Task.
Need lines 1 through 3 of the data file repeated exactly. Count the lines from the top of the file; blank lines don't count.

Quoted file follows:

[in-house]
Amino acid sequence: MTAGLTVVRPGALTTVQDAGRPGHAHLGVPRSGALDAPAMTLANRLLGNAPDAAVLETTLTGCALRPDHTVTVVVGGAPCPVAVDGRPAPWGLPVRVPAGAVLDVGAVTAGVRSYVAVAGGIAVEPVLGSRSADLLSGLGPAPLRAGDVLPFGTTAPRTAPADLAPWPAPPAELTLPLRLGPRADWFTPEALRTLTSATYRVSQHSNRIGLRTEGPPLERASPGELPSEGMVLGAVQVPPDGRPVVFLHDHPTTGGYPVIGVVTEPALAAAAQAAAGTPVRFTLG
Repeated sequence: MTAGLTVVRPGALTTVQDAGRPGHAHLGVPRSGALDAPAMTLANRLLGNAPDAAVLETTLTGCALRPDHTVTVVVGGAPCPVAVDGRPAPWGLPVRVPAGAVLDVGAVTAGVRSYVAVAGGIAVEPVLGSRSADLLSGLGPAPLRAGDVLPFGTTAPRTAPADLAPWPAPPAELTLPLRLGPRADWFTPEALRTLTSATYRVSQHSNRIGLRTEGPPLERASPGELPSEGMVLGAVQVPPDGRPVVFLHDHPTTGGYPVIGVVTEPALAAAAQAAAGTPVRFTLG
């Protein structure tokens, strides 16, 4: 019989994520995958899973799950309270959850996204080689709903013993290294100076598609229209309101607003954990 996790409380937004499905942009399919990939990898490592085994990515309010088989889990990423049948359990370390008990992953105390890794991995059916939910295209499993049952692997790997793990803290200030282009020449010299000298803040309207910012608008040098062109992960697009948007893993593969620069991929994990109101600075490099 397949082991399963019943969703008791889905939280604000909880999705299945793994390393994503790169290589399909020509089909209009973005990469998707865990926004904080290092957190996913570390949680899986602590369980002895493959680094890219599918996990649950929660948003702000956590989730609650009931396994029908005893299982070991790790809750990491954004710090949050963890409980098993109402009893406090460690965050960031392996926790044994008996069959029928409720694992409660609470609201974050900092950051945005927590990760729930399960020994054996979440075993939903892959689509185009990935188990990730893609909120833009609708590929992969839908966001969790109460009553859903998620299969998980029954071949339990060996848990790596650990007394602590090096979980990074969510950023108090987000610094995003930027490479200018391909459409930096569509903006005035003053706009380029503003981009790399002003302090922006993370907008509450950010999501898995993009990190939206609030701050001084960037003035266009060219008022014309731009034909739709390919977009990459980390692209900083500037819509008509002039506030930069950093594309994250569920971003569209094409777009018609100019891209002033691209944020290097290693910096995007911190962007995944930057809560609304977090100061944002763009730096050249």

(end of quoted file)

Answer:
[in-house]
Amino acid sequence: MTAGLTVVRPGALTTVQDAGRPGHAHLGVPRSGALDAPAMTLANRLLGNAPDAAVLETTLTGCALRPDHTVTVVVGGAPCPVAVDGRPAPWGLPVRVPAGAVLDVGAVTAGVRSYVAVAGGIAVEPVLGSRSADLLSGLGPAPLRAGDVLPFGTTAPRTAPADLAPWPAPPAELTLPLRLGPRADWFTPEALRTLTSATYRVSQHSNRIGLRTEGPPLERASPGELPSEGMVLGAVQVPPDGRPVVFLHDHPTTGGYPVIGVVTEPALAAAAQAAAGTPVRFTLG
Repeated sequence: MTAGLTVVRPGALTTVQDAGRPGHAHLGVPRSGALDAPAMTLANRLLGNAPDAAVLETTLTGCALRPDHTVTVVVGGAPCPVAVDGRPAPWGLPVRVPAGAVLDVGAVTAGVRSYVAVAGGIAVEPVLGSRSADLLSGLGPAPLRAGDVLPFGTTAPRTAPADLAPWPAPPAELTLPLRLGPRADWFTPEALRTLTSATYRVSQHSNRIGLRTEGPPLERASPGELPSEGMVLGAVQVPPDGRPVVFLHDHPTTGGYPVIGVVTEPALAAAAQAAAGTPVRFTLG